Gallery: Atwater Valley Prefab School For At-Risk Students Opens in Mer...

 
One of the buildings features a sun-shading photovoltaic system that generates energy for the school, while the rest feature a metal shade device to minimize solar heat gain.

The new Atwater Community Day School is composed of a four-wing classroom building, administrative offices, art and science labs. The campus was specially designed to integrate educational, recreational and vocational facilities to fit the unique needs of 200 high school students, plus 30 sixth through eighth graders. Normally designing and building a special needs campus like this would take a bit of time, but Merced County and Gen7 were able to design, fabricate and install the entire school in just 6 months.

As for energy efficiency, the prefab school makes use of state-of-the-art mechanical and ventilation systems combined with innovative smart lighting, daylight harvesting, a well-insulated building envelope, and a cool roof. One of the buildings features a sun-shading photovoltaic system that generates energy for the school, while the rest feature a metal shade device to minimize solar heat gain. Gen7 Schools is a division of American Modular Systems and this is their first entire school campus. Despite that, they were able to achieve a 60% reduction in build time compared to traditional construction!

“Gen7 was the ideal solution for us, setting the standard for environmental design, performance and ease of maintenance. The facility will function at a higher level and so will the students, in bright, comfortable classrooms with better lighting, top-notch acoustics and a modern appearance,” says Terry Ruscoe, Director of Support Services with the County. “We anticipate at least 30 percent savings in utility costs and expect the buildings will have a 50-year lifespan, like conventional school construction.”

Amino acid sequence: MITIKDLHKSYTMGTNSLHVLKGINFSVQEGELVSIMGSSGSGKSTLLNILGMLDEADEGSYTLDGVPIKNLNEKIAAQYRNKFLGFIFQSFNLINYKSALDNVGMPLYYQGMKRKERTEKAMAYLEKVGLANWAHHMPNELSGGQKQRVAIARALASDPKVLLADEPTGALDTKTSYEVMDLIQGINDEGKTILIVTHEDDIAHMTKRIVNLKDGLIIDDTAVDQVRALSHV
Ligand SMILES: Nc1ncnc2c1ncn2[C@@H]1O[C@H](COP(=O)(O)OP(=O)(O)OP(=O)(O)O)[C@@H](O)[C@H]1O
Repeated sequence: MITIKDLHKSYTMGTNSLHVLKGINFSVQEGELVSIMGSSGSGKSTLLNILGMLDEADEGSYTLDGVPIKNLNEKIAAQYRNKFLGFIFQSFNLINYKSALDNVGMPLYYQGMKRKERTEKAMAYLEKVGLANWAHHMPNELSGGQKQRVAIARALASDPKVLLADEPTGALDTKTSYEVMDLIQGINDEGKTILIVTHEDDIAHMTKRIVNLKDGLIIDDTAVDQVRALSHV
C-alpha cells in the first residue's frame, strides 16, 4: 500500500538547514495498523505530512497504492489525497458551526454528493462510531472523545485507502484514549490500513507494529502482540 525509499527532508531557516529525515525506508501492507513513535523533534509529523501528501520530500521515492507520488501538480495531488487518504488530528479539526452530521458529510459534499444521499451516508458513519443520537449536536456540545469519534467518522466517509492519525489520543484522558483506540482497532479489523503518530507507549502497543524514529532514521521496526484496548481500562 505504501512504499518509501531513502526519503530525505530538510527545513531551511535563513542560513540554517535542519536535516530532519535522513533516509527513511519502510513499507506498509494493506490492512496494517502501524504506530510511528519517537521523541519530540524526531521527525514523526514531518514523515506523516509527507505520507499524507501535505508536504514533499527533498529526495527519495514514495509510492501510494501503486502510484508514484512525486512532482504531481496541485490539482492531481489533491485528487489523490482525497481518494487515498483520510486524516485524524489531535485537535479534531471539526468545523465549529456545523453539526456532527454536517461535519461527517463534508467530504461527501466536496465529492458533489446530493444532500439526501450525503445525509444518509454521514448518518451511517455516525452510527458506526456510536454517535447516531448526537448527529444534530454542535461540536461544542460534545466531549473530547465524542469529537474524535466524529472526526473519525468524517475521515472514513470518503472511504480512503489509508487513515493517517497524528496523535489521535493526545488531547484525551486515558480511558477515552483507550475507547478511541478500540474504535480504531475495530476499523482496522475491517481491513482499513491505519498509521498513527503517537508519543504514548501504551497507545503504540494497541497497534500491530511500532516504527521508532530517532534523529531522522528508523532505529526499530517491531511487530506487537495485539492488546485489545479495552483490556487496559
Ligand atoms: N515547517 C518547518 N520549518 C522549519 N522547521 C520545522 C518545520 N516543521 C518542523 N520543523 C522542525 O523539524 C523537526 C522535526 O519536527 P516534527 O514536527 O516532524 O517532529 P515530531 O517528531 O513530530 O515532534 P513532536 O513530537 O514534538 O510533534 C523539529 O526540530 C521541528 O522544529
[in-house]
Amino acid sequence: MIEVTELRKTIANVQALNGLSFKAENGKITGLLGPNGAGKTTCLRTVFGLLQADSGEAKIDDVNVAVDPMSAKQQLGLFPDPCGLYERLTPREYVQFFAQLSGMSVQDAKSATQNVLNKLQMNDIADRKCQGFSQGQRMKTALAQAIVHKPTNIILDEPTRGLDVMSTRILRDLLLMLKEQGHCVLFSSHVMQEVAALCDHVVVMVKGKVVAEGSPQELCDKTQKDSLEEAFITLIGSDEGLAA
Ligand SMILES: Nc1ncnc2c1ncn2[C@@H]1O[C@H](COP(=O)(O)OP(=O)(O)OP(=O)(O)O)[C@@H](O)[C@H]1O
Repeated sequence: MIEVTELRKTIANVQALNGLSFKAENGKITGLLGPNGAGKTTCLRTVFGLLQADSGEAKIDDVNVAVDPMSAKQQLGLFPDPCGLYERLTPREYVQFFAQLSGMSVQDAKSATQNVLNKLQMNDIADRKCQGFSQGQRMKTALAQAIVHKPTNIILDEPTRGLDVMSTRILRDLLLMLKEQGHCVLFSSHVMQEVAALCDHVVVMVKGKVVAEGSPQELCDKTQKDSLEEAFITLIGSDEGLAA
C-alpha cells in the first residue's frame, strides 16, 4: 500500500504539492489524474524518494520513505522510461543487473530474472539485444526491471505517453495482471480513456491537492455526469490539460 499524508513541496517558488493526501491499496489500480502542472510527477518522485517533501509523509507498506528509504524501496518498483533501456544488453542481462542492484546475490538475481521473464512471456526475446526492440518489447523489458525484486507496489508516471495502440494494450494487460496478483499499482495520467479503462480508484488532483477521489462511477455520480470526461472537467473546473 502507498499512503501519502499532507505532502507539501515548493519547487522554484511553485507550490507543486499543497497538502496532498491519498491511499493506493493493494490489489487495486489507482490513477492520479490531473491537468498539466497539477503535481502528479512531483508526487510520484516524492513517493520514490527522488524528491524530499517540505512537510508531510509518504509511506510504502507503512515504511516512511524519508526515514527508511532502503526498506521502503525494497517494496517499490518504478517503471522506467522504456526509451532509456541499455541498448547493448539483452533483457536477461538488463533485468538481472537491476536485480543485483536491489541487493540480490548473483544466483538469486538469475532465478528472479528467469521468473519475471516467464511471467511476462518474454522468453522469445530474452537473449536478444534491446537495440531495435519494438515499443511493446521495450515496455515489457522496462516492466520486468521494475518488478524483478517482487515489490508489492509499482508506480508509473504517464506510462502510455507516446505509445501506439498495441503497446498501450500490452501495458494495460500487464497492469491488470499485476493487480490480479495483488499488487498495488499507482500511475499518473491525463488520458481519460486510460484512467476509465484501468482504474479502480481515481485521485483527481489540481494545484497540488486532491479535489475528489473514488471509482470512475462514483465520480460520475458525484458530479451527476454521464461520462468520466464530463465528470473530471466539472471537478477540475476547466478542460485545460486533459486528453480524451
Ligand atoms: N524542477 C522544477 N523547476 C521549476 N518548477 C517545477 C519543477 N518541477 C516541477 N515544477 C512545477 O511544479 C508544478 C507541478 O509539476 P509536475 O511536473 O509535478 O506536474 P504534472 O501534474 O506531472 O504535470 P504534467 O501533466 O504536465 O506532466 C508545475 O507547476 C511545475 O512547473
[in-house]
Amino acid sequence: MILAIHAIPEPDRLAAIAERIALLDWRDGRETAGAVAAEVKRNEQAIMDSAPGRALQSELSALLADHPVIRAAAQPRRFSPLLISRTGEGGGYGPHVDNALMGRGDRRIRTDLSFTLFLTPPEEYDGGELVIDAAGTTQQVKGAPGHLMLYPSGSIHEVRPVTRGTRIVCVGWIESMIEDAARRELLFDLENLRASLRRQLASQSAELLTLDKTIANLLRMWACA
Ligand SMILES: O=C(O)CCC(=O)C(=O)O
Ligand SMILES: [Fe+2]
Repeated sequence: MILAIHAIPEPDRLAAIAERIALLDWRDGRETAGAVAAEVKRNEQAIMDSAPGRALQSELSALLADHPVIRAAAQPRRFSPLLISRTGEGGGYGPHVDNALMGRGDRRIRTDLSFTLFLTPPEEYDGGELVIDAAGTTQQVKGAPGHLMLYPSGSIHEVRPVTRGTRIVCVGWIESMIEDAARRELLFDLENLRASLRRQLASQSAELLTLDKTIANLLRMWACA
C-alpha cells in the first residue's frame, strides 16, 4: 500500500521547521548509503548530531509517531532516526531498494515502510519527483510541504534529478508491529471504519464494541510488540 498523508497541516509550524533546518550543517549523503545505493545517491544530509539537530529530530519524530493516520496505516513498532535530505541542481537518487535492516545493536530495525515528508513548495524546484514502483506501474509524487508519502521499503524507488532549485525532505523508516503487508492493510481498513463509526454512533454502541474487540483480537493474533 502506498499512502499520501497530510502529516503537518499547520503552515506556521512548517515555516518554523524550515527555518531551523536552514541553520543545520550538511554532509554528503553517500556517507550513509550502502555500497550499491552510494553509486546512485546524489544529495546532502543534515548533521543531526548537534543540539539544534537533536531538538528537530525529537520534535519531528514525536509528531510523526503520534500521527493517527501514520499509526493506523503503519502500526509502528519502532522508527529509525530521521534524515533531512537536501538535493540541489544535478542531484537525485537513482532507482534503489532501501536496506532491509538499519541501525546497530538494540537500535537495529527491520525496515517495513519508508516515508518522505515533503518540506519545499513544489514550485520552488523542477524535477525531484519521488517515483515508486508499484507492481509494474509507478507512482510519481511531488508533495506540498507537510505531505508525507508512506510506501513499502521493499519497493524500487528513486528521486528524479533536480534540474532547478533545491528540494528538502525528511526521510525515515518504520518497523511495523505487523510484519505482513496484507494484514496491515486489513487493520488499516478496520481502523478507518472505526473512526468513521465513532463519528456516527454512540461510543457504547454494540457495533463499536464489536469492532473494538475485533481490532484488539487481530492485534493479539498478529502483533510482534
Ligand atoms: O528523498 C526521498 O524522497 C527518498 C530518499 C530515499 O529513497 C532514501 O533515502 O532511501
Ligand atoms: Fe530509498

+ Gen7 Schools

Images ©Gen7 Schools

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  1. lazyreader October 7, 2011 at 2:26 pm

    At-risk students are students who are not experiencing success in school and are potential dropouts. Not every charter school is good, but the beauty of competition is that bad ones go out of business, while good ones expand. Then good schools teach more kids. Choice and competition produce quality. Government schools rarely improve because no matter how bad they are, they still have “captive customers”. School spending has doubled over the past 30 years. Yet what do we get? More fancy buildings (like the one above) and more assistant principals and more bureaucracy. f you graph the numbers, the spending line slopes steeply, while the lines for reading, math and science scores are as flat as a corpse’s EKG. Charters let them escape the bureaucracy of regular schools, including, often, teachers union rules. These schools compete for kids because parents can always choose another school. That makes them better. No politician wants children to think for themselves and to be innovative, that’s why republicans and democrats don’t change the school systems, we are taught that capitalism is evil from age five to eighteen. Teaching that free market capitalism is the engine that will inspire and fuel the talents of these young kids who liberals think are out of reach or not “smart enough”.

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